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Secret Group Known As ‘The 9 Nanas’ Spent Three Decades Anonymously Helping Those In Need

by : Emily Brown on : 26 Feb 2021 16:53
Secret Group Known As 'The 9 Nanas' Spent Three Decades Anonymously Helping Those In NeedThe 9 Nanas/Facebook

Nine women dedicated three decades of their lives to helping those in need, but their operation was kept so quiet that not even their husbands knew what was going on. 

Known as ‘The 9 Nanas’, the group would spend their nights secretly baking and delivering hundreds of pound cakes to low-income neighbourhoods in west Tennessee.

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Once their mission for the night was complete, the nine women, all aged between 54 and 72, would return back to their daily lives, with their loved ones none the wiser about the good deeds they’d been involved with.

Pound cakesThe 9 Nanas/Facebook

One of the women involved, named Mary Ellen, explained that The 9 Nanas came about in the 70s, when the women were gathered together one day playing cards.

Speaking about the project in 2012, Ellen told The Huffington Post that four of the women were reminiscing about their grandparents, MaMaw and PaPaw, who raised Mary Ellen and three of the others, when they came up with the idea.

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Per the MailOnline, she explained:

MaMaw Ruth would read in the paper that someone had died and she’d send off one of her special pound cakes. She didn’t have to know the family. She just wanted to put a little smile on their faces. And we started thinking about what we could do to make a difference like that. What if we had a million dollars? How would we spend it?

Pound cake and card given by the 9 nanasThe 9 Nanas/Facebook

One of the women suggested they all start doing their own laundry and save the money for those in need. Ellen admitted that while there was ‘just something about laundering [she didn’t] like’, she was outnumbered by the other women.

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They began putting aside around $400 per month before listening in at the local beauty shop or food store for stories of people who needed help. If there was, for example, a widow or a single mother in need, they would anonymously pay a utility bill or buy new clothes for the children.

Together, the women would find out where the person in need lived and send a package with a note that read: ‘Somebody loves you.’ The package would always contain one of MaMaw Ruth’s special pound cakes.

Eggs bakingPixabay

Ellen recalled:

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We give new meaning to the term drive-by.

We drive through low-income neighborhoods and look for homes with fans in the window. That told us that the people who live there don’t have air-conditioning.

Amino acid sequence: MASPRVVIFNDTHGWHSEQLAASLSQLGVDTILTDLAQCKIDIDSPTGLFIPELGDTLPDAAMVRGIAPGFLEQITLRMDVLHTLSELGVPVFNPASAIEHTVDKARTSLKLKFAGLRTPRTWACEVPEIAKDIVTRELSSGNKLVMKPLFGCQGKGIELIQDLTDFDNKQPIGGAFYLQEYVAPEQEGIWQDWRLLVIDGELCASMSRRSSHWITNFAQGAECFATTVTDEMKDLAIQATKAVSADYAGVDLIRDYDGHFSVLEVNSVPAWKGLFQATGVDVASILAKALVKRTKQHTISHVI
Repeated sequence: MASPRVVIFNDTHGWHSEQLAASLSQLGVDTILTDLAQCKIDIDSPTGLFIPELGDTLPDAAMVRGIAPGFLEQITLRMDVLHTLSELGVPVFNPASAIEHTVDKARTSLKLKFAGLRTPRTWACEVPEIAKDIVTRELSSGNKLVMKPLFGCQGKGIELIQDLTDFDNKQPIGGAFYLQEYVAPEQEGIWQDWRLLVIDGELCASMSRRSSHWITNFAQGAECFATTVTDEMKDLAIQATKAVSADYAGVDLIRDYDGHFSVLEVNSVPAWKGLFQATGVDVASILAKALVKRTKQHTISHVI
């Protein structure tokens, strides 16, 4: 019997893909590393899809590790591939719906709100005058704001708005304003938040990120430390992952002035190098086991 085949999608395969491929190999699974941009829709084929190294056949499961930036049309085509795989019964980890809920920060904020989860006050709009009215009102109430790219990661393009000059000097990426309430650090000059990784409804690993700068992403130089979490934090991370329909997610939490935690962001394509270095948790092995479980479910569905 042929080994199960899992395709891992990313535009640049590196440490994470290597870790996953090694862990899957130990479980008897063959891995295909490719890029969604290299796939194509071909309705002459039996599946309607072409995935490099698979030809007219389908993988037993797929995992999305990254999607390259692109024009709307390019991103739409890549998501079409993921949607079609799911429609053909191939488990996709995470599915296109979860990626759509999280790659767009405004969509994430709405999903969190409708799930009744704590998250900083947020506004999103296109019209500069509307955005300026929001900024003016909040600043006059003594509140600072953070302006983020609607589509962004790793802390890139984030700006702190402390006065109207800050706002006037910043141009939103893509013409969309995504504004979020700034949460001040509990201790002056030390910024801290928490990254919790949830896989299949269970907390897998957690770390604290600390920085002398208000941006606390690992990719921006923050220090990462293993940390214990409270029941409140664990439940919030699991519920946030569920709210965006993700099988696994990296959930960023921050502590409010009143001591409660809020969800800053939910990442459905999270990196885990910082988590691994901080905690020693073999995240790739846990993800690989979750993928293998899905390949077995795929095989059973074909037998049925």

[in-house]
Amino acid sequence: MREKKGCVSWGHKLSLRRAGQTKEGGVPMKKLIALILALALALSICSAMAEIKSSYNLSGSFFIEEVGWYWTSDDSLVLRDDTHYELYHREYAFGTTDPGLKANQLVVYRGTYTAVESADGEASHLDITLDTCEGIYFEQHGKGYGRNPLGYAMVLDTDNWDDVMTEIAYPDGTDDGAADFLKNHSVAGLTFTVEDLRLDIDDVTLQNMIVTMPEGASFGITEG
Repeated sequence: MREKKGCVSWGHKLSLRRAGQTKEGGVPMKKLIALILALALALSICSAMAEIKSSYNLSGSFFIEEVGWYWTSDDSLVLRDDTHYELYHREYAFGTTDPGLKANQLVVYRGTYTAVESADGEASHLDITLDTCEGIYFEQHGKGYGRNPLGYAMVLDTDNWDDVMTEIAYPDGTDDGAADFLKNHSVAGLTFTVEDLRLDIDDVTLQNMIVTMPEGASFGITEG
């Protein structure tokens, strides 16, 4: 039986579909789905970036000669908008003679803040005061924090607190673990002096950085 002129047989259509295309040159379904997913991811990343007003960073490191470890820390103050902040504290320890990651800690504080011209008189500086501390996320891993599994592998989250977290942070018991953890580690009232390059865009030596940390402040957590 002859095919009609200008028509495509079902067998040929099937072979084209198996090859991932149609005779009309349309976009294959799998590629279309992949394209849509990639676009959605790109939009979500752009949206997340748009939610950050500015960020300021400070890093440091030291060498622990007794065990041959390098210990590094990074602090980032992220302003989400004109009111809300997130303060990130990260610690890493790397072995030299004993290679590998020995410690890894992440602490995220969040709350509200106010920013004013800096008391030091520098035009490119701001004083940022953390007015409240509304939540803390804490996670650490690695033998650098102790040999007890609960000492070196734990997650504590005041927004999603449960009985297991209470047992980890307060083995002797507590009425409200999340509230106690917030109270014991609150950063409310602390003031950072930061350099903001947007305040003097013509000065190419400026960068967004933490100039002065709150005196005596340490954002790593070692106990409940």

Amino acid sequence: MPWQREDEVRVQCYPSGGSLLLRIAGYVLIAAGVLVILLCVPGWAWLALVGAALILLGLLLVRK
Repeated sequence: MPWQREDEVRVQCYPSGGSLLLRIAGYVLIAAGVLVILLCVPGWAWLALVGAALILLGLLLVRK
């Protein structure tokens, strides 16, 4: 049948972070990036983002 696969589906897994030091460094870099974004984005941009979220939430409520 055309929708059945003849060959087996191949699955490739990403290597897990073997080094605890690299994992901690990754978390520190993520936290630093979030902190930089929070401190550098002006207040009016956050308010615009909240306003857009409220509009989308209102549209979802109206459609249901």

Or we see that there are no lights on at night, which means there is a good chance their utilities have been turned off. Then we return before the sun came up, like cat burglars, and drop off a little care package.

The 9 Nanas went undetected for more than 30 years until one day Ellen’s husband called her out for the extra mileage on the car, and the large amounts of cash that had been withdrawn from their savings account.

The women came clean, after which their husbands decided to join in their efforts, accompanying the Nanas on the drive-bys or writing down addresses.

Cakes given by the 9 nanasThe 9 Nanas/Facebook
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The kind-hearted ladies moved the operation into the commercial kitchen of a restaurant owned by one of their sons, though they kept things quiet by sneaking in before sunrise and sneaking out before the staff arrived.

They later set up a website, Happiness Happens, where they sold their cakes and contributed to bigger efforts such as donating thousands of dollars worth of pillows, linens and personal care products to the YWCA shelter for survivors of domestic violence.

Ellen commented:

Not everyone is as lucky as we were to have MaMaw and PaPaw to take care of them, to fix all those things that are wrong.

So this is our way of giving back. We want people to know that someone out there cares enough to do something. We want to make sure that happiness happens.

Even after setting up the website, the women stayed true to their roots and would occasionally pull out the phone book to send pound cakes to complete strangers.

If you have a story you want to tell, send it to UNILAD via [email protected]

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Emily Brown

Emily Brown first began delivering important news stories aged just 13, when she launched her career with a paper round. She graduated with a BA Hons in English Language in the Media from Lancaster University, and went on to become a freelance writer and blogger. Emily contributed to The Sunday Times Travel Magazine and Student Problems before becoming a journalist at UNILAD, where she works on breaking news as well as longer form features.

Topics: Life, tennessee

Credits

MailOnline
  1. MailOnline

    'Not even our husbands knew!' The women who have been secretly delivering cakes to underprivileged families for over 30 YEARS